by Lucy Siegle, Observer ethical living columnist and BBC One Show presenter
It can often seem as if the whole of the Earth and its attendant resources are trained on us (consumers), geared toward second guessing what we might like at any given moment. It is small wonder then that we have become super demanding. Woe betide retailers if the moon-on-a-stick shop is closed or our diamond shoes are too tight.
We have evolved into rapacious yet savvy sub species of human kind. And of course I write this in the spirit of self loathing. Of course I identify myself as a consumer and would far rather be here than on the side of the fence subsisting on less than a dollar a day.
But consumerism is still not the nuanced art it could be. Price and volume (especially in fashion, an area I'm particularly well versed in) are key. We are still not grabbing every opportunity to consume as ethically as possible. When it comes to labelling we have to ask ourselves if we're missing opportunities to make these more enticing.
In a way of course ethical consumers are the most demanding of the lot. They want their FMCGs (fast moving consumer goods) but they want them to be respectful of every person and planet involved in the supply chain, they often want access to market for marginalised suppliers in order to subvert the unfairness of the pervading Free Trade economic model and great eco credentials to boot. They are likely to get all the more upset when they feel short change which is why the recent SOAS report into the shortcomings of Fairtrade and the Fairtrade Foundation's rebuttal are important.
When it comes to designing labels denoting superior ethics why then you might as well task yourself with something easier: nuclear fusion perhaps. Because against all of this we must also concede that everything is subject to change: the consumer, the products, the farmers and producers. In common with consumer law which is subject to flux and evolves (see Consumer Landscape Reforms) labels need to change but how much and in what way?
Researchers are pretty much in agreement when it comes to tracking the arc of Fairtrade sales from small scale 'goodwill selling' (or 'biscuits to vicars' as it has been described elsewhere) to where the ideological shifts to a commercial focus and then becomes mass market when brands such as Cadburys and Starbucks famously buy in. What is less documented or known about is what the grassroots Fairtrade groups make of this behind the scenes and what influence, if any, they have on the labelling of Fairtrade goods.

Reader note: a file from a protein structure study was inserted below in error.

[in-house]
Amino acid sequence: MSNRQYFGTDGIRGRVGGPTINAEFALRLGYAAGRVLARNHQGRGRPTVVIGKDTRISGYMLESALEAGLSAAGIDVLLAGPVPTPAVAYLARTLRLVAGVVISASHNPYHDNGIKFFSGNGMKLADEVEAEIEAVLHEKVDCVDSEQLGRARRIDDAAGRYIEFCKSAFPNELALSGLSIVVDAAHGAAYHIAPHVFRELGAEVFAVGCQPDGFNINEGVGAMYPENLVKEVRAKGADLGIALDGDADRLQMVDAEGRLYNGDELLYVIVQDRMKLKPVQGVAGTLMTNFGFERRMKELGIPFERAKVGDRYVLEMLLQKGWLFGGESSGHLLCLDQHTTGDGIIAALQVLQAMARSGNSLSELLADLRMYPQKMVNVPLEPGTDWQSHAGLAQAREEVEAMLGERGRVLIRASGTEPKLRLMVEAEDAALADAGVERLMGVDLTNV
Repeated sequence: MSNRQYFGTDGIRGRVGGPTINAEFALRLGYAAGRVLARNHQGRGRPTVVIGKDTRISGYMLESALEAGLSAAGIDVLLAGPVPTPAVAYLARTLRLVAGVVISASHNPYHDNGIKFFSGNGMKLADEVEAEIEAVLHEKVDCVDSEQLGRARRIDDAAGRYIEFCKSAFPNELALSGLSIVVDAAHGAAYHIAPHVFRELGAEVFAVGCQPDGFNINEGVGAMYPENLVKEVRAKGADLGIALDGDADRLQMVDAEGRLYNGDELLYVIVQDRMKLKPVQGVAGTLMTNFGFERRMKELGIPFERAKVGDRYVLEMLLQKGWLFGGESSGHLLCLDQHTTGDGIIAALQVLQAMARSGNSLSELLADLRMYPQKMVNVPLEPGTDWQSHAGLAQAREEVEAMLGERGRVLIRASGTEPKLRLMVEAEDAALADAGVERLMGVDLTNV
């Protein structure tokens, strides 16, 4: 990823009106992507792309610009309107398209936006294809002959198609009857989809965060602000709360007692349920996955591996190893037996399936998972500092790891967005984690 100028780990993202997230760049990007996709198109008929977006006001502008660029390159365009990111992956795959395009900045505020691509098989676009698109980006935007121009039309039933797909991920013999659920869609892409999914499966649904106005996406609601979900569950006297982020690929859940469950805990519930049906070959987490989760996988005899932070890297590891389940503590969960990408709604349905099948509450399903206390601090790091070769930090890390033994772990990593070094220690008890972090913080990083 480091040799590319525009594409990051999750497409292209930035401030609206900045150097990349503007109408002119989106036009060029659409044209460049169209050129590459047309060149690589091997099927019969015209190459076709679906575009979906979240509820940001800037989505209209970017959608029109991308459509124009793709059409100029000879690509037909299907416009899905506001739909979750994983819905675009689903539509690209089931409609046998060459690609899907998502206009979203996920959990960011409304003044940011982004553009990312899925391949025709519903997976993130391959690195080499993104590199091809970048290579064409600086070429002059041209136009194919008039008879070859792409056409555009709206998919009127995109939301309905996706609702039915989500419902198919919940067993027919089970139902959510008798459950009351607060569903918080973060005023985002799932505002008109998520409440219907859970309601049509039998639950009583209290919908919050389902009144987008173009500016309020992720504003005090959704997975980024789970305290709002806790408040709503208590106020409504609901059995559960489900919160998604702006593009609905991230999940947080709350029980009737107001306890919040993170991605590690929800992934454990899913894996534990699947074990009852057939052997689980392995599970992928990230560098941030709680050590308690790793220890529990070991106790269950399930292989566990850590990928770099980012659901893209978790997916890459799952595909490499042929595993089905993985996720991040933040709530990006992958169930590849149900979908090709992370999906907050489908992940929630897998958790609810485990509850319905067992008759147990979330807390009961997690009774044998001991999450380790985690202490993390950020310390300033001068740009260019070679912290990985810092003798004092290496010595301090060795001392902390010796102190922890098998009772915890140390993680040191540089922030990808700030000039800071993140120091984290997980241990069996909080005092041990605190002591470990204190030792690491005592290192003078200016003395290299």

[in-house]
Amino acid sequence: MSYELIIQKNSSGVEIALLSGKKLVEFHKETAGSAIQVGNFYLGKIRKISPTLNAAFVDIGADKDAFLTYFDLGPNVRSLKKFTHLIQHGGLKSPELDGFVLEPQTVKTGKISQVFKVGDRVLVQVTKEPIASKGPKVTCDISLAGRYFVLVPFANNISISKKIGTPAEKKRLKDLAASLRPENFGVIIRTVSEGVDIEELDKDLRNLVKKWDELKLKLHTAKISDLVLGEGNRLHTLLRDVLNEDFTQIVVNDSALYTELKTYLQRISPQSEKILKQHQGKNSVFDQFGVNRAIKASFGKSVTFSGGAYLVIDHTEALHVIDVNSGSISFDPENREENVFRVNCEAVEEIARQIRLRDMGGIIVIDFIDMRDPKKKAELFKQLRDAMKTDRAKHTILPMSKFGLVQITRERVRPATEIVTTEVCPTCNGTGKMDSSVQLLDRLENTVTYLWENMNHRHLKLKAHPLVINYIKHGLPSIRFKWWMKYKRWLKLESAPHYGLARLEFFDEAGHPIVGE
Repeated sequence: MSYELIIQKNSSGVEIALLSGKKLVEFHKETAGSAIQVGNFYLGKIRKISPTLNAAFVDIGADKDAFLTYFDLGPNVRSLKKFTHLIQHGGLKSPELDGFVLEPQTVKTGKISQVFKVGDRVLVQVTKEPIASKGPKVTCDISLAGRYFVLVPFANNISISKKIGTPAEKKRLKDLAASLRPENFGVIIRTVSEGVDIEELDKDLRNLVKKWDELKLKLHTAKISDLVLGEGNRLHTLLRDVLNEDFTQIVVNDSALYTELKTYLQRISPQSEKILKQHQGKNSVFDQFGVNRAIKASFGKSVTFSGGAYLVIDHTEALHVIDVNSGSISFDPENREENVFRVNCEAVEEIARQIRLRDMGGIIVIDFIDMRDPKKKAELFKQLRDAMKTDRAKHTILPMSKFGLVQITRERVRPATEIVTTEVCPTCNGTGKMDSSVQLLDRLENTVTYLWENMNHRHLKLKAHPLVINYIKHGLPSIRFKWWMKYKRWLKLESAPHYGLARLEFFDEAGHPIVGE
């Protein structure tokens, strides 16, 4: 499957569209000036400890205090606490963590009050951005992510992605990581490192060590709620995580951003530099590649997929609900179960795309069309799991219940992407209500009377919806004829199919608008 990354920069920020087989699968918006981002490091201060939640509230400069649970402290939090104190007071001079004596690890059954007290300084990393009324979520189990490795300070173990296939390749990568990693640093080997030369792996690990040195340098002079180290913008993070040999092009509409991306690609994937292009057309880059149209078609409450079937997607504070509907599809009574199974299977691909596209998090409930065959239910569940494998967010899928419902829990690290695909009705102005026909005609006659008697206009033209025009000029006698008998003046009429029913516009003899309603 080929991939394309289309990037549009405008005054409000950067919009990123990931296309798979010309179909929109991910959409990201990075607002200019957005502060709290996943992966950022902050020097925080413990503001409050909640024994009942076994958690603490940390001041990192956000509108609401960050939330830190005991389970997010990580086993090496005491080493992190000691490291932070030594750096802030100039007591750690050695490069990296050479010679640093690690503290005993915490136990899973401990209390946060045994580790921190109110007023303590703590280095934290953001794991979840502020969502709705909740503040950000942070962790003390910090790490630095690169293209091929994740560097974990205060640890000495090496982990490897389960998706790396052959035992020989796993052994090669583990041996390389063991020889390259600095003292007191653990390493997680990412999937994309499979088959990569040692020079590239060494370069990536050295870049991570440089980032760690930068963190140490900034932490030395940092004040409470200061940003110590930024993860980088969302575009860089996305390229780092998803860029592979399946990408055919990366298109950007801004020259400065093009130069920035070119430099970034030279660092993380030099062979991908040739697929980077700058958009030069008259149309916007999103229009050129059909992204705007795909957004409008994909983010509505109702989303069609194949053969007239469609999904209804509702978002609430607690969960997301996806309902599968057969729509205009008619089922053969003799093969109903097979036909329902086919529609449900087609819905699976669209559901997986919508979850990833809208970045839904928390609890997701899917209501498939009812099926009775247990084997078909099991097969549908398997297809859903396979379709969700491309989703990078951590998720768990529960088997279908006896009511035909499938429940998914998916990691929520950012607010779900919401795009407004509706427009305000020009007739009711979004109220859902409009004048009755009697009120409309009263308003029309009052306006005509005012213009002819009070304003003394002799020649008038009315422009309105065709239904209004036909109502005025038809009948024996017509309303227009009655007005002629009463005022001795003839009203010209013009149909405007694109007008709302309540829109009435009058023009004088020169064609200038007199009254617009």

If we take another definition of Fairtrade as realistic, that it is 'a mature social movement that questions and, at the same time, renews traditional economic spheres' it is probably necessary to accept that there needs to be change in labels, and even sometimes a shift in what they represent. Funnily enough it's not the actual label or logo that normally changes much: having spent years trying to get a label into the public's consciousness (in Fairtrade's case pretty successfully) it would be foolish to tamper too much with the 'look'. Rather, what is easier to tamper with is the underlying criteria and assumptions.
Here we're in dangerous territory. The grassroots activists and pioneer brands who've invested years - often financially and emotionally - are likely to want to stay with a more traditional, and arguably purist idea of what labels such as Fairtrade stands for. Those who see the future in terms of commercial hook ups with multinationals will see things very differently and be more open to ideas such as 'mass balance'.
This much we know: that the point of purchase is a bad place to attempt to instill complex ideas such as poverty alleviation or alternative economic models. Think about shopping with small children when your parking is about to run out, do you really want a lecture on how an indigenous community hand distills rosewater? No. Thought not. Therefore labels have to work unbelievably hard to communicate values and carry a thousand different messages.
As with all supremely helpful opinion blogs, I offer no complete solution! Except to reinforce that consumer behaviour (my own included) is fickle as you like, and often trend driven and cyclical. When it comes down to it, the systems (and I mean ethical labelling as a type of system) that prevail are the ones that guarantee longstanding truths and values. Because another thing we - demanding consumers - demand is a guarantee of what we stand for.